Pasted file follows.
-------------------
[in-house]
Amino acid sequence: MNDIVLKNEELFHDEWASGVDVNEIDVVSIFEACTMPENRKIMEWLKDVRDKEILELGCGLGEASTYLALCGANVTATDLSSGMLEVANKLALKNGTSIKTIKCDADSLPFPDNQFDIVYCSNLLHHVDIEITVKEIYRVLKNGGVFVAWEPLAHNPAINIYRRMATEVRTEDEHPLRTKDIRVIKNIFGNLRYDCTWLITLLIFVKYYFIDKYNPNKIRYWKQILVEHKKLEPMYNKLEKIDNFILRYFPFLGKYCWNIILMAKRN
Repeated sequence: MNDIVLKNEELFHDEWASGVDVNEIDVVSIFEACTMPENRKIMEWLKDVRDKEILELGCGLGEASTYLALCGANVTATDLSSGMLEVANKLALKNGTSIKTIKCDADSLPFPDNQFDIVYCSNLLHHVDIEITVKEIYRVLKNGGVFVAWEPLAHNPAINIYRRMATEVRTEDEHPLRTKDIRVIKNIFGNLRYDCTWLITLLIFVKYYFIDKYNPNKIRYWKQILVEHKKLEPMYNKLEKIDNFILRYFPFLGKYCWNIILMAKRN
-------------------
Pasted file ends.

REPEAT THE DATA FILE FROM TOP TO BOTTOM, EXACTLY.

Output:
[in-house]
Amino acid sequence: MNDIVLKNEELFHDEWASGVDVNEIDVVSIFEACTMPENRKIMEWLKDVRDKEILELGCGLGEASTYLALCGANVTATDLSSGMLEVANKLALKNGTSIKTIKCDADSLPFPDNQFDIVYCSNLLHHVDIEITVKEIYRVLKNGGVFVAWEPLAHNPAINIYRRMATEVRTEDEHPLRTKDIRVIKNIFGNLRYDCTWLITLLIFVKYYFIDKYNPNKIRYWKQILVEHKKLEPMYNKLEKIDNFILRYFPFLGKYCWNIILMAKRN
Repeated sequence: MNDIVLKNEELFHDEWASGVDVNEIDVVSIFEACTMPENRKIMEWLKDVRDKEILELGCGLGEASTYLALCGANVTATDLSSGMLEVANKLALKNGTSIKTIKCDADSLPFPDNQFDIVYCSNLLHHVDIEITVKEIYRVLKNGGVFVAWEPLAHNPAINIYRRMATEVRTEDEHPLRTKDIRVIKNIFGNLRYDCTWLITLLIFVKYYFIDKYNPNKIRYWKQILVEHKKLEPMYNKLEKIDNFILRYFPFLGKYCWNIILMAKRN